It is the happiest and saddest gift.
“It’s sad that somebody has to die so you can live,” says a patient, an oxygen mask over his face, as he waits for an organ donation at the University of Alberta Hospital in the new documentary Memento mori.
The film centres on the emotional pendulum experienced by those caught in the drama of receiving and giving organs — and the doctors who make it all happen.
Described as both harrowing and heartbreaking, the film is directed by Edmontonian Niobe Thompson and produced by Rosvita Dransfeld and Bonnie Thompson. Their cameras zooms in on families praying for miracle donations, or dealing with ultimate, impending loss.
Those faced with the death of a loved one are also asked to wrestle with the prospect of organ donation.
Carl Babchishin and Leslie Keith agreed to allow the filmmakers into the room as they faced the fact their 28-year-old son Matthew had been declared brain-dead. They decided to donate his organs.
‘What would Matthew want?’
“We asked, ‘What would Matthew want? What would Matthew do?’ Matthew was a very giving person and he made a lot of us better people, including myself,” Carl Babchishin told CBC Edmonton AM on Wednesday.
“We just knew that he’d want to keep on giving and in a way we guess that he’s still up there giving, looking down upon the world.”
The Babchishin family exposed themselves to the cameras. In one scene, Keith says her final good-byes to her son as he is wheeled to an operating room for his organs to be retrieved.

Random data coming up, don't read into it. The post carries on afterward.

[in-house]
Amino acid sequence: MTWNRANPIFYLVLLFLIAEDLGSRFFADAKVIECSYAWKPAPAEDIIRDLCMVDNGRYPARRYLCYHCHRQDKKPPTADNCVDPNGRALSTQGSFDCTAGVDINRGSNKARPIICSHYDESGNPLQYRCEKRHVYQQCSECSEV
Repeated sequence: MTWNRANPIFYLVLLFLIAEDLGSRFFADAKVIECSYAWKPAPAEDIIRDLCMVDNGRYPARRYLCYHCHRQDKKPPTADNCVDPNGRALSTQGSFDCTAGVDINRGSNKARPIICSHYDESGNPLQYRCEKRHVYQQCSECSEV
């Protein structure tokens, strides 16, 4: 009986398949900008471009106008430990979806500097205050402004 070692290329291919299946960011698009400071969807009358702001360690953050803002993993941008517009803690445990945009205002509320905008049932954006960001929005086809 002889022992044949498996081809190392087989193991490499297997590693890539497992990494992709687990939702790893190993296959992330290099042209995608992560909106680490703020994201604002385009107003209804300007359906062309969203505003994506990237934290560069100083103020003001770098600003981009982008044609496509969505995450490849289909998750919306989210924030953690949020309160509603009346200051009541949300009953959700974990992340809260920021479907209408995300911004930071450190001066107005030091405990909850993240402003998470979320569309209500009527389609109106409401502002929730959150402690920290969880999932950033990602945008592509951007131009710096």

The family’s decision was heroic, Thompson said.
“I really do believe that Matt was a hero and his parents are heroes for not only making the decision to donate but letting us film this story,” he said.
“As they said to me, they were completely naked, completely exposed before our cameras. But Matt’s organs saved a few lives and now I hope his story will reach many more people and save many, many more lives. And that’s an act of heroism.”
Babchishin said his son was in the middle of a six-hour tattoo appointment when he went into cardiac arrest. It’s still unclear exactly what happened that led to him being taken to the University of Alberta Hospital.
That’s where Thompson had been filming for two months. He had met many families but none who were able to share the same moments in time as Babchishin and Keith.
“The film is built out of intimate portraits of people who are caught up against their will in the world of transplant medicine and, of course, the doctors and nurses who help them,” Thompson said.
“The story of Matthew is particularly important because as many documentaries that have been made about organ donation, this is the first time we’ve gotten inside the experience of a family who makes a decision to donate.
“We’ve never been at the bedside.”
Film premiere in Edmonton
The film is premiering at Metro Cinema on Thursday night, with a second screening on Sunday Nov. 13. Both screenings will be followed by a question-and-answer session. A different cut of the documentary called Vital Bonds will air Nov. 17 on CBC-TV’s The Nature of Things.
About 300,000, or eight per cent, of Albertans are registered with the Alberta Organ and Tissue Donation Registry, which has been in place for almost three years.
B.C. has just over 20 per cent of the population registered after 19 years with a registry.
To be an organ or tissue donor in Alberta, you can register on the Alberta Organ and Tissue Donation Registry, and mail or fax a copy of your completed donation consent form to Alberta Health.
Article source: http://www.cbc.ca/news/canada/edmonton/filmmaker-explores-life-and-death-decisions-of-edmonton-transplant-institute-1.3843510?cmp=rss